- Poster presentation
- Open Access
Smoking prevalence, cessation rates and relapse rates in the Swiss HIV Cohort Study (SHCS)
© Ledergerber et al; licensee BioMed Central Ltd. 2010
- Published: 8 November 2010
- Smoking Cessation
- Relapse Rate
- Smoking Prevalence
- Heterosexual Woman
- Cessation Rate
HIV-infected persons are at increased risk for cardiovascular disease and cancers due to various reasons. Smoking is the most prevalent modifiable risk factor for these diseases.
We studied the prevalence of smoking, cessation rates, relapse rates, and predictors of these events.
The Swiss HIV Cohort Study (SHCS) is a prospective observational database which semi-annually collects demographic, clinical and laboratory data, including on self-reported smoking status. Smoking cessation was defined by 2 consecutive visits without smoking (after 2 visits with smoking). We used Kaplan-Meier analyses to assess the probability of smoking cessation and relapse in different patient groups; and uni-/multivariable Cox models to study associations between such events and patient characteristics.
Between 2000-2009, we followed 10,511 patients at 107,220 visits. Prevalence of smoking decreased from 60% (2000) to 44 % (2009). Prevalence of smoking was 84% in IDU, 42% in MSM, 50% in heterosexual men, and 47% in heterosexual women. Smoking prevalence differed in geographic/language regions of Switzerland (French speaking part 44%; Italian 57%; German 51%), and in different care settings (hospital outpatient clinics (51%), private practice (46%)). The incidence of smoking cessation was 4.0/100 ys of smoking without appreciable time-trends. The probability of smoking cessation was 31% (95% CI 29, 32%) after 10 ys. Hazard ratios for smoking cessation in multivariable models (ref. group: heterosexual men aged <30) differed significantly: IDU less likely stopped smoking (0.49 [0.42, 0.58]), whereas MSM (1.21 [1.02, 1.42]) and patients in care of private physicians more likely stopped (1.24 [1.09, 1.41]). No significant differences of cessation rates were found in different age groups, heterosexual women, or language regions. The probability of relapse 6 years after smoking cessation was 44%; half of relapses occurring within first 2 ys. HR for relapses in Cox models differed significantly in IDU (1.41 [1.06, 1.87]) and in private practice (0.75 [0.59, 0.94]) but not in MSM, age groups, heterosexual women, or in different language regions.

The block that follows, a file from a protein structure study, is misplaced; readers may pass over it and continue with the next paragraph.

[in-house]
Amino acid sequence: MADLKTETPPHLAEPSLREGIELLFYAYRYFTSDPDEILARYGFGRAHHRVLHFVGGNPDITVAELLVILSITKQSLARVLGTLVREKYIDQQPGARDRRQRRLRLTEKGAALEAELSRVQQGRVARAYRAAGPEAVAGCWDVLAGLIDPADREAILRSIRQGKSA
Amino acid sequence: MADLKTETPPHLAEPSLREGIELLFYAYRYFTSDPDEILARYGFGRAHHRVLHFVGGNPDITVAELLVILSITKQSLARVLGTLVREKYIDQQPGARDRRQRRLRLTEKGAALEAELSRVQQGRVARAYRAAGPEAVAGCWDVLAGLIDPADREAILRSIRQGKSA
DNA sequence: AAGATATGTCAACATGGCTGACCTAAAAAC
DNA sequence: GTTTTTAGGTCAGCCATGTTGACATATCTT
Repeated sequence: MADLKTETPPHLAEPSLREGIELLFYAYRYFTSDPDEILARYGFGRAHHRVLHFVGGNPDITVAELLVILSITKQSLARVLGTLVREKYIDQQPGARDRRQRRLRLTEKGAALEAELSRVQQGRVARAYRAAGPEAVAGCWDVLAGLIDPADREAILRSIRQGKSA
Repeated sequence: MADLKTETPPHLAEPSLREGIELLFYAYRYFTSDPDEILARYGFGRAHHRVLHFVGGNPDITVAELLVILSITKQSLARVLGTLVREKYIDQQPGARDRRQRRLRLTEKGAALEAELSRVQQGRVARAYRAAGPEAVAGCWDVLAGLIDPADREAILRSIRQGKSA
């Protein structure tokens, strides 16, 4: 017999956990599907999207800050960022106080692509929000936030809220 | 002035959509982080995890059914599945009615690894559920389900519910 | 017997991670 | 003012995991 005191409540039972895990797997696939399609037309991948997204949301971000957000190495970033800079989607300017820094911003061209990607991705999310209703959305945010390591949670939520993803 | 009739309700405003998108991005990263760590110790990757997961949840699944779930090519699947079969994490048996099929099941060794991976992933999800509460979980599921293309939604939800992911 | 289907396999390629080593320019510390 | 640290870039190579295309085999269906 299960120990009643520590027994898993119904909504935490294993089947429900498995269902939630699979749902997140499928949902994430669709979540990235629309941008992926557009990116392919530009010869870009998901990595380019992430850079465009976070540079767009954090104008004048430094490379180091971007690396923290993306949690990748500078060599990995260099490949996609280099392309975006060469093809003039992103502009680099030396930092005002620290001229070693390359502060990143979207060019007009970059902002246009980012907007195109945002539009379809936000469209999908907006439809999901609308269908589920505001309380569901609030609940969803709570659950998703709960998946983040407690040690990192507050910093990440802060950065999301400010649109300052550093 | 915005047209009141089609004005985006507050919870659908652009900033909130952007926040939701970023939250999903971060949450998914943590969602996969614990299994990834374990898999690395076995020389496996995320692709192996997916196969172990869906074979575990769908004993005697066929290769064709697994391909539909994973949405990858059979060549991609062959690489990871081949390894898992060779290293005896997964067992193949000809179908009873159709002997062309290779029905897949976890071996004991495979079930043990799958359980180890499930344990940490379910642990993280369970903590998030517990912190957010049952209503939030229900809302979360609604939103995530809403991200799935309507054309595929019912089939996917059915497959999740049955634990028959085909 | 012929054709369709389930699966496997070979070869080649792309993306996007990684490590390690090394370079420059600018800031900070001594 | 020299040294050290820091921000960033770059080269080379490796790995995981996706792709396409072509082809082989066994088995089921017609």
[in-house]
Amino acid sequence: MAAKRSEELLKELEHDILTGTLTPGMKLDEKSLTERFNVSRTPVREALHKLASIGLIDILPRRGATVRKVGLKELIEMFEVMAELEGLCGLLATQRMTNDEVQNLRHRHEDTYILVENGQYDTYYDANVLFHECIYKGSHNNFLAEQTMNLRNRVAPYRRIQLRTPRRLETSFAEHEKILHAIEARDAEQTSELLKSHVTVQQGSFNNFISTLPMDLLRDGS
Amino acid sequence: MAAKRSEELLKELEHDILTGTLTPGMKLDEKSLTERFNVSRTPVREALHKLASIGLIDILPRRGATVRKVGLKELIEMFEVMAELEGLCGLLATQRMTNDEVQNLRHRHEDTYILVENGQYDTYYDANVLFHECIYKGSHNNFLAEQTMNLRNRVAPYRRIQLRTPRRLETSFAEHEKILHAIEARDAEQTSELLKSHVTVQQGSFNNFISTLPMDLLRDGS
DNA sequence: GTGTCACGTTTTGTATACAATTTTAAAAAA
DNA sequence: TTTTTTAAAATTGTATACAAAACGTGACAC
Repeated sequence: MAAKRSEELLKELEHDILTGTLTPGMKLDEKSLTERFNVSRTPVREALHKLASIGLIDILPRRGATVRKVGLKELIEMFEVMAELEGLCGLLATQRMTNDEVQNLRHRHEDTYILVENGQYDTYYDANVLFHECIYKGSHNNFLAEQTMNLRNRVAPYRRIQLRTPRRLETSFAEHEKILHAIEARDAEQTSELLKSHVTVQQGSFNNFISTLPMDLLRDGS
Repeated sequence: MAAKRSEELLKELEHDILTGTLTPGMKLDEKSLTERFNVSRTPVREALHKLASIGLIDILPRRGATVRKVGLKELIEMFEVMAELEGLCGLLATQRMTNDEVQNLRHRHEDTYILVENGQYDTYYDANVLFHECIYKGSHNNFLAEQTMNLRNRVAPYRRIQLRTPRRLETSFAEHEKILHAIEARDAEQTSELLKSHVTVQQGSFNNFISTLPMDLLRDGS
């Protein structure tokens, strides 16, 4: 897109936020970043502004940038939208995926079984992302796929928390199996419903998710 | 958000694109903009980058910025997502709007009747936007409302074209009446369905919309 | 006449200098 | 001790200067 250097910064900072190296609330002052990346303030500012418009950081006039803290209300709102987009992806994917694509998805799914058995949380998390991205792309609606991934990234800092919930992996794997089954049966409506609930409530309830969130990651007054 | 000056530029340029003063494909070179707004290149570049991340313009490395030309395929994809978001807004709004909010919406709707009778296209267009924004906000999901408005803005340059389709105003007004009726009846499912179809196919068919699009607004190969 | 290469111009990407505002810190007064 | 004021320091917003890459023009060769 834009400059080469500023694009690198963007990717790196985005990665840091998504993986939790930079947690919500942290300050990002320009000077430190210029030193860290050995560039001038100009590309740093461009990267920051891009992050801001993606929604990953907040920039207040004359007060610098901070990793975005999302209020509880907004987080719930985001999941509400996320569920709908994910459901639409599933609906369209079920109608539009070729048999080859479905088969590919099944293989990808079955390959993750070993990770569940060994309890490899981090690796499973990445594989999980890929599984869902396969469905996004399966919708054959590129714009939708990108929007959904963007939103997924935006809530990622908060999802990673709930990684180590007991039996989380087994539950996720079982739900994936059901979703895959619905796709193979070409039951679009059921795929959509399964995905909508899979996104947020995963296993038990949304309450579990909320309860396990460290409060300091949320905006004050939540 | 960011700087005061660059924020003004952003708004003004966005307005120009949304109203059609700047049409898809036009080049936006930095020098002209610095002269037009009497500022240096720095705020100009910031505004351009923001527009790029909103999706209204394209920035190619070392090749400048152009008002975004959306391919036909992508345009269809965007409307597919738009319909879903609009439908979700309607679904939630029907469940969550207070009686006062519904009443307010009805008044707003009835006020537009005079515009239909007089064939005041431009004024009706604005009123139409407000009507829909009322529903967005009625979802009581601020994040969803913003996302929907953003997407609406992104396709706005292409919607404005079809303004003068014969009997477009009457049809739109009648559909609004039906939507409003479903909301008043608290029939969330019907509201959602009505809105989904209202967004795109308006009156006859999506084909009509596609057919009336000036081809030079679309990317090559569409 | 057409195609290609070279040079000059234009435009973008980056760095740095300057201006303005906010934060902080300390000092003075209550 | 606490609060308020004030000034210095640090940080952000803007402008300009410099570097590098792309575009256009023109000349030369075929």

Smoking is highly prevalent in HIV-infected participants of the cohort, but decreased during the recent years. Relapse rates after smoking cessation were high. Counselling for smoking cessation, and prevention of relapse are important aspects of care for HIV-infected persons.
This article is published under license to BioMed Central Ltd. This is an open access article distributed under the terms of the Creative Commons Attribution License (http://creativecommons.org/licenses/by/2.0), which permits unrestricted use, distribution, and reproduction in any medium, provided the original work is properly cited.